Judson and Jackie Williams
In May 1996, Jackie and Judson Williams made an important estate planning decision, one that came naturally to these two lifelong supporters of The University of Texas at El Paso. The couple established the Williams Charitable Remainder Unitrust, a philanthropic vehicle that allowed them to set aside a large gift for UTEP, payable upon their passing, which would in the meantime provide the couple an annual income.
Judson passed away in 1997, leaving a legacy of engagement with UTEP and the city of El Paso that few will ever rival, and Jackie's gracefully lived life ended with equal grace in January 2009. The gift to UTEP the couple had established 13 years prior was realized in the months that followed, and has been directed toward the Judson and Jackie Williams Presidential Leadership Fund, a fund Jackie had already been steadily building in the years following her husband's death.
"There was never a question as to what they were going to do," says their daughter, Jeanne Braneff (B.S.Ed. '68). "We had always known as a family that they would endow UTEP."
The Williams' lifetime of contributions to UTEP's mission were thoughtful and broad, providing financial support for everything from the library and scholarships to athletics and facilities development. But their monetary gifts began 30 years after they had each made a personal commitment to UTEP as professors, a happenstance that also led to their lifelong commitment to one another.
Hired to establish a journalism program at the Texas College of Mines and Metallurgy (now UTEP), Judson Williams left Fort Worth for El Paso in 1939. That same year, Jackie Roe, of Hillsboro, Texas, received two competing offers: one to join the San Francisco Opera Company and another to become professor of vocal music at TCM. She chose the latter, met Judson at the faculty formal, and they were married in 1941.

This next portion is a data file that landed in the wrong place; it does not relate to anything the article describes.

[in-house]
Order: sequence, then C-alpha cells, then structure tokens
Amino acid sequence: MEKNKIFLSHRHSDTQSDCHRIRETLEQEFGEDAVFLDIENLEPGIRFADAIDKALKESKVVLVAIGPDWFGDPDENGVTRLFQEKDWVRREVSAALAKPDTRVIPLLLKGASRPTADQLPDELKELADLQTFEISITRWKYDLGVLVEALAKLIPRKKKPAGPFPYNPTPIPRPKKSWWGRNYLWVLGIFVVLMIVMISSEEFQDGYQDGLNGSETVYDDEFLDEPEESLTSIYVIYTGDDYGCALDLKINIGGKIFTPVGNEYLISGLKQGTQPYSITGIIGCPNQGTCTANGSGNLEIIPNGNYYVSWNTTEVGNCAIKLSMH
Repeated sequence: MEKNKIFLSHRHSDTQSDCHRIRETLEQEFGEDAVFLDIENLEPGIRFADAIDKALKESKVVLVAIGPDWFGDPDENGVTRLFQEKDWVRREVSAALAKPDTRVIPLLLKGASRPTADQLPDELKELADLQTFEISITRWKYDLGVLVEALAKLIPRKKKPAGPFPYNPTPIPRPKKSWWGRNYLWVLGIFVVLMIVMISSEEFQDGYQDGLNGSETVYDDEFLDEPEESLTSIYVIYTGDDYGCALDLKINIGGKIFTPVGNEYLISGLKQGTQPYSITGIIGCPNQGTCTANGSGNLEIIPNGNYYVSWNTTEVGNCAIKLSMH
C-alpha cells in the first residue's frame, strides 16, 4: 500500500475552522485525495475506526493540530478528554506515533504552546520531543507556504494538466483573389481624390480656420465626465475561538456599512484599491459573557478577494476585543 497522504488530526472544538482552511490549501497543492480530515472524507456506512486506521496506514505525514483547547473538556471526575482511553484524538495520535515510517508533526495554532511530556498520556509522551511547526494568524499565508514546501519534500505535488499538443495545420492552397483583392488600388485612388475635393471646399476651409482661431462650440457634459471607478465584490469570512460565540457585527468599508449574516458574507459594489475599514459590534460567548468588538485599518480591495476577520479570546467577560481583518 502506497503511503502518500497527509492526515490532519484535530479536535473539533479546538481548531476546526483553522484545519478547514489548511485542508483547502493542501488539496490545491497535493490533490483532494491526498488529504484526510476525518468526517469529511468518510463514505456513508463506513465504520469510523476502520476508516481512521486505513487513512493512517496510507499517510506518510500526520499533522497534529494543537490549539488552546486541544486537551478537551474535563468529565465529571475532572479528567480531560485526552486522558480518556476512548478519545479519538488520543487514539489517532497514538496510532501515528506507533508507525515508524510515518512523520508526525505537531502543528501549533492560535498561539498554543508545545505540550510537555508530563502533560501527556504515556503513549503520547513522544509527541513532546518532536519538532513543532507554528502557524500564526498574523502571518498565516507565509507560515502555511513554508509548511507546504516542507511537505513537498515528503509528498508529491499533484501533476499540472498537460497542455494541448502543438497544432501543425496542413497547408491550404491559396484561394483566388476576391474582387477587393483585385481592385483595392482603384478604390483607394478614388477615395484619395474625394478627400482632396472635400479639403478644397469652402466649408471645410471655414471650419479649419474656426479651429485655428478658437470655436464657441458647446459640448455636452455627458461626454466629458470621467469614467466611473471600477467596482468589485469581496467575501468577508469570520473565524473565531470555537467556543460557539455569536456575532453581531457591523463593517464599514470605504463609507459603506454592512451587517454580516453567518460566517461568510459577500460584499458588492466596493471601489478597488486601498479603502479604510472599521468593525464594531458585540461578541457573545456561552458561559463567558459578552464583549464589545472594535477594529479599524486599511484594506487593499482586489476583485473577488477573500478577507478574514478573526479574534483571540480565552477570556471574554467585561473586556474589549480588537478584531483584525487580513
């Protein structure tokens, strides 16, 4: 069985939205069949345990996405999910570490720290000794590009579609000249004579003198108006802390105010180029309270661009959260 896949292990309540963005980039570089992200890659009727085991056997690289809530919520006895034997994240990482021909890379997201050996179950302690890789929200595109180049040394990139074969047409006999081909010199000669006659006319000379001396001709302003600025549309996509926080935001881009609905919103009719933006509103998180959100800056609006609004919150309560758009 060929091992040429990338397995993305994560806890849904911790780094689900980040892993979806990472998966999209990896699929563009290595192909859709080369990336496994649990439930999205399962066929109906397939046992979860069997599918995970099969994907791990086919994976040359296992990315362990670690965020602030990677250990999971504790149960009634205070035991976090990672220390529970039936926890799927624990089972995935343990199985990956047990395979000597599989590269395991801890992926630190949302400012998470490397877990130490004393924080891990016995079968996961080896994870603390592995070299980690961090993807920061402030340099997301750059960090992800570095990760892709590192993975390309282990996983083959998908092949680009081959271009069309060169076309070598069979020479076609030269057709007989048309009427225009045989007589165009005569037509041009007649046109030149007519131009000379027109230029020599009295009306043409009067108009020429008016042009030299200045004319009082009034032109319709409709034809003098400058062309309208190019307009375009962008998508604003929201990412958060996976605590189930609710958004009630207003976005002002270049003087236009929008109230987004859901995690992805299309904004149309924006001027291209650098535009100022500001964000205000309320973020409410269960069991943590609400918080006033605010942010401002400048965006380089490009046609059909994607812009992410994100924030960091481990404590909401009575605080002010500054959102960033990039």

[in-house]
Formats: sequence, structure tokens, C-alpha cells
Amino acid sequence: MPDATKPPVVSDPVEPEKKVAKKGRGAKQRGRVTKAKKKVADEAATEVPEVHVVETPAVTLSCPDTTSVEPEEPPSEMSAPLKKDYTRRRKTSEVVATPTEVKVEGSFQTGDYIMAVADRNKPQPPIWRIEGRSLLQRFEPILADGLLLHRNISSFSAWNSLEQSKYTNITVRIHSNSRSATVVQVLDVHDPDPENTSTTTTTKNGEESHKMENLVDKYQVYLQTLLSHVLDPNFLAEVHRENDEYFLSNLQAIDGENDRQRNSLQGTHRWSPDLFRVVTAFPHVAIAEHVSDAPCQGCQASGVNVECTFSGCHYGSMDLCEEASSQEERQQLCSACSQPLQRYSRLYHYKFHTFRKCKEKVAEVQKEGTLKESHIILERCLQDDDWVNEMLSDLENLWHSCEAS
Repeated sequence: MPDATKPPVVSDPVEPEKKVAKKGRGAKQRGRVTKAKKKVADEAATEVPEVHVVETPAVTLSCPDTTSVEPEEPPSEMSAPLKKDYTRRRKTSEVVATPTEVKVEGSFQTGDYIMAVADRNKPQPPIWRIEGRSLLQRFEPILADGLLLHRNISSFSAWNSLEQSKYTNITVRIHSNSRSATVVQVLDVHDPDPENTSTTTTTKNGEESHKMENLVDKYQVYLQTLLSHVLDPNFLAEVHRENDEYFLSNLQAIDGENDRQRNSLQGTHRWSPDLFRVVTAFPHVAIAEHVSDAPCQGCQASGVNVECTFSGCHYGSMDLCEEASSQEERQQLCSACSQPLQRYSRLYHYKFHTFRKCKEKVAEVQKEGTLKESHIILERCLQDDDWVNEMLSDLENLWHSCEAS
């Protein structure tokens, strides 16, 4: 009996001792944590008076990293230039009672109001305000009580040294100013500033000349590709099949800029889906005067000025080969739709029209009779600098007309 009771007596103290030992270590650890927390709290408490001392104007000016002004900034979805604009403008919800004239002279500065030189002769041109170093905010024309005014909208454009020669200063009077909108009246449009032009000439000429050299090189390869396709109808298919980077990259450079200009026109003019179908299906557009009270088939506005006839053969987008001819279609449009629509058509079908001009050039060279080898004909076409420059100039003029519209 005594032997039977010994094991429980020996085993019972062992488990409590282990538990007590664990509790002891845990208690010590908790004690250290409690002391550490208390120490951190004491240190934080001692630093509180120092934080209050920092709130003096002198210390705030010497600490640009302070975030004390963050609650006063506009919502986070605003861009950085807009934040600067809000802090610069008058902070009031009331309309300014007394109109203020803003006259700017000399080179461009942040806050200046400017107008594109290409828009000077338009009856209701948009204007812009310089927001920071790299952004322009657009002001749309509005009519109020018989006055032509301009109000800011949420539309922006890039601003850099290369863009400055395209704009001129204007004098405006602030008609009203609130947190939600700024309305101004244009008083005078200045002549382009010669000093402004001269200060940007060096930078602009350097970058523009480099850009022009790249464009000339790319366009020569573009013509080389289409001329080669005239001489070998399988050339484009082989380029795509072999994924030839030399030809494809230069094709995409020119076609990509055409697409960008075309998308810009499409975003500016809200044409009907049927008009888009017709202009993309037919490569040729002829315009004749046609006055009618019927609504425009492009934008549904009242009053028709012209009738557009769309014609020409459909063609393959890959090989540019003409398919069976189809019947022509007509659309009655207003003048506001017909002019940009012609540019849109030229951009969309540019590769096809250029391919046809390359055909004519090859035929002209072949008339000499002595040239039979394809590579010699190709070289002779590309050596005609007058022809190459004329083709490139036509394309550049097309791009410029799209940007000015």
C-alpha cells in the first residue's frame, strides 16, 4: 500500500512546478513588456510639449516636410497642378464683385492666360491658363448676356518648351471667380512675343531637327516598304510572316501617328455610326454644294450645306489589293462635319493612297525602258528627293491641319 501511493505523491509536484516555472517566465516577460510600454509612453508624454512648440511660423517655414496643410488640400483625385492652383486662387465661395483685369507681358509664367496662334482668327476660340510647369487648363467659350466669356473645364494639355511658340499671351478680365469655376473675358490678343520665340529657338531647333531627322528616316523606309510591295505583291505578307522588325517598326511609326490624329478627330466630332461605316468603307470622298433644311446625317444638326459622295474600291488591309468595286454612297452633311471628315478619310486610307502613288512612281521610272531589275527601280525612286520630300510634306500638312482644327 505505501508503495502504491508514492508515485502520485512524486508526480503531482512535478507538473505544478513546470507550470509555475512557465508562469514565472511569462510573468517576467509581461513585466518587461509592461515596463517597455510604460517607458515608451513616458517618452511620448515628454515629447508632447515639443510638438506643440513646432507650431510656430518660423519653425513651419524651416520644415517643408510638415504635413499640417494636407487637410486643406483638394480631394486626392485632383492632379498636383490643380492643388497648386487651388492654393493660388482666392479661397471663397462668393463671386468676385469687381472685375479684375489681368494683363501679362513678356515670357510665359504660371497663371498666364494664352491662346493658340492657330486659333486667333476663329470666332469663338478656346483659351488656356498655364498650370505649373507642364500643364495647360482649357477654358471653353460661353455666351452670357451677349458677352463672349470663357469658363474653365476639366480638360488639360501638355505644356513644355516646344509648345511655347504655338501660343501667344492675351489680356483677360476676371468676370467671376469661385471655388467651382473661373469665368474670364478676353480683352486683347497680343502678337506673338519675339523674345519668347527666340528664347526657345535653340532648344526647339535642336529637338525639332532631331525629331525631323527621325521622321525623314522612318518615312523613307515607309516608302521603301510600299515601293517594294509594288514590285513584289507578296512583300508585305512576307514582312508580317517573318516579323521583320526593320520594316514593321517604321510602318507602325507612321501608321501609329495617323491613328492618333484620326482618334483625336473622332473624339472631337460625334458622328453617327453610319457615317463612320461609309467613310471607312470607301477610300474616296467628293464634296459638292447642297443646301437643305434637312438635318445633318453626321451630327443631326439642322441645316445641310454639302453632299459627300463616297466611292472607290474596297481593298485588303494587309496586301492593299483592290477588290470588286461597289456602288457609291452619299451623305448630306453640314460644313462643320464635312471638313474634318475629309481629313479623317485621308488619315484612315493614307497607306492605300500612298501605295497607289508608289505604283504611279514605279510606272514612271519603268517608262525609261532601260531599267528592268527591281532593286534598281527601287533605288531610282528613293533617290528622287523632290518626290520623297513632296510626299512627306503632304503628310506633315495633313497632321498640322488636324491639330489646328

There are few areas of UTEP and their beloved El Paso that the couple's generosity did not touch. After serving as chair of the journalism department as well as the dean of student life for nine years, Judson left what had become Texas Western College in 1956 to join the private sector. In 1963, he won the first of his three two-year terms as mayor of El Paso. His involvement with TWC, however, did not end when he left the College. As mayor, he joined Texas Western's Mission '73 committee, which was instrumental in gaining university status for the College and ensuring its viability for the foreseeable future.
Jackie gave up her position at TCM following her marriage. While raising four children, she continued teaching, giving private voice lessons; directed the choirs of several churches and one synagogue; and was a perennial civic leader, serving as president of several women's organizations on both the local and national levels.
It is due to their deep involvement in the administration of both UTEP and El Paso that Jackie and Judson's final and most significant gift was directed simply to support UTEP's most pressing needs. "Education meant everything to them," Braneff says in summing up the meaning behind their final gift. "Daddy just wanted UTEP to always remain and grow to be a first-class university."